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Germany

Stuttgart court orders war crimes trial for two Rwandan Hutu leaders

Extremist militant Hutus have been scattered across the world since the Rwandan genocide in 1994. Now two men, who have been allegedly leading forces in Congolese territory from their home in Germany, are to stand trial.

Ignace Murwanashyaka

Murwanashyaka allegedly led the FDLR from 2001

Two Hutu rebel leaders from Rwanda are to stand trial in Germany for war crimes and crimes against humanity in May, the higher regional court in Stuttgart announced on Friday, March 4.

Ignace Murwanashyaka, 47, and Straton Musoni, 49, are both charged with 26 counts of crimes against humanity and 39 counts of war crimes. The charges relate to the killing of more than 200 people and the use of rape, child soldiers and civilian shields in fighting.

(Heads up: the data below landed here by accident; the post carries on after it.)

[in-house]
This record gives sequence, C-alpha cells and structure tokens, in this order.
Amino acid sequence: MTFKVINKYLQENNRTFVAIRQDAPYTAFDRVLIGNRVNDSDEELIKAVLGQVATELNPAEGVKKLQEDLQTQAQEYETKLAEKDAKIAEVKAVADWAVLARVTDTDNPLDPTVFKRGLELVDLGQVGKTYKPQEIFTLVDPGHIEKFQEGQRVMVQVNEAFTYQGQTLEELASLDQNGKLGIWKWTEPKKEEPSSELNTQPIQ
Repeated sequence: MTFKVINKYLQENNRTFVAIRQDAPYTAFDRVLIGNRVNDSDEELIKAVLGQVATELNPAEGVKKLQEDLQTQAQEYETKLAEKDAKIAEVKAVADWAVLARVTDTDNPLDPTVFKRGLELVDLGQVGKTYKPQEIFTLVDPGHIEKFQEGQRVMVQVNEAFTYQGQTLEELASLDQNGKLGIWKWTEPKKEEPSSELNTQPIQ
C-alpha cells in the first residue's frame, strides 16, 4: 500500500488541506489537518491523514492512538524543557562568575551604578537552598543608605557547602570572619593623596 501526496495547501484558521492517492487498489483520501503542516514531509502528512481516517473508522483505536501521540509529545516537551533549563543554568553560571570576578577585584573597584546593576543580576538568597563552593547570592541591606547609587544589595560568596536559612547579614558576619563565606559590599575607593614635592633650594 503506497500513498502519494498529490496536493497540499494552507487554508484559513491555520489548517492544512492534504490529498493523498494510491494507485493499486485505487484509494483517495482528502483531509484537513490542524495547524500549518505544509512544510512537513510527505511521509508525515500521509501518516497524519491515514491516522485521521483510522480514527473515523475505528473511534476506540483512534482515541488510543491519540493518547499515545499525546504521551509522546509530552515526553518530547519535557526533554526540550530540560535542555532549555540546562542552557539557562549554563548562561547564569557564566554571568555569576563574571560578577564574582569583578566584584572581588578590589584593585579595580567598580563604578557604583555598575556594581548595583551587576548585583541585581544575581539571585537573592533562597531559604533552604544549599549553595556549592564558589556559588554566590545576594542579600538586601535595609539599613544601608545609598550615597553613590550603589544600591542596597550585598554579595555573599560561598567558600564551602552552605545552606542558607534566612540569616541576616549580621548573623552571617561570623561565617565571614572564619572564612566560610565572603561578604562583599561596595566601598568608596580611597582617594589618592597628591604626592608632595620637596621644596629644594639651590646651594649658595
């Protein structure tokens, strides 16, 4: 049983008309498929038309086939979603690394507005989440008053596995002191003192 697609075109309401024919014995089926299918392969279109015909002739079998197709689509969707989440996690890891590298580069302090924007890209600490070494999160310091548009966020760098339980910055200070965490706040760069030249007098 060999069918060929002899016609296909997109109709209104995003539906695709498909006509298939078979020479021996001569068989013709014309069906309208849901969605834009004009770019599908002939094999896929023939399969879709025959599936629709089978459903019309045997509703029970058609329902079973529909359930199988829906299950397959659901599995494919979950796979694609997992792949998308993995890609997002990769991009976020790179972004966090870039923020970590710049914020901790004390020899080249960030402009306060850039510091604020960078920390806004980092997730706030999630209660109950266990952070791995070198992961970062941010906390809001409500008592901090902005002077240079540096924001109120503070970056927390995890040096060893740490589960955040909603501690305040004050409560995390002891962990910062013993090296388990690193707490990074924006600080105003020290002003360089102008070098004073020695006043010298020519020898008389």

The two men are said to have been leading the operations of Hutu rebels in eastern Democratic Republic of Congo by issuing directives from Germany starting in January 2008 up until their arrest in November 2009. The indictment came in December 2010.

Prosecutors say Murwanashyaka also served as president of the Democratic Forces for the Liberation of Rwanda from 2001. Known by its French acronym FDLR, the militant group was formed by many Hutu extremists involved in the 1994 Rwandan genocide. Musoni was reportedly the group's vice president since 2004.

A specific trial date has not yet been announced.

France is holding a third alleged senior leader in the FDLR, Callixte Mbarushimana, who faces a trial at the International Criminal Court in The Hague.

Author: Andrew Bowen (dpa, epd)
Editor: Toma Tasovac

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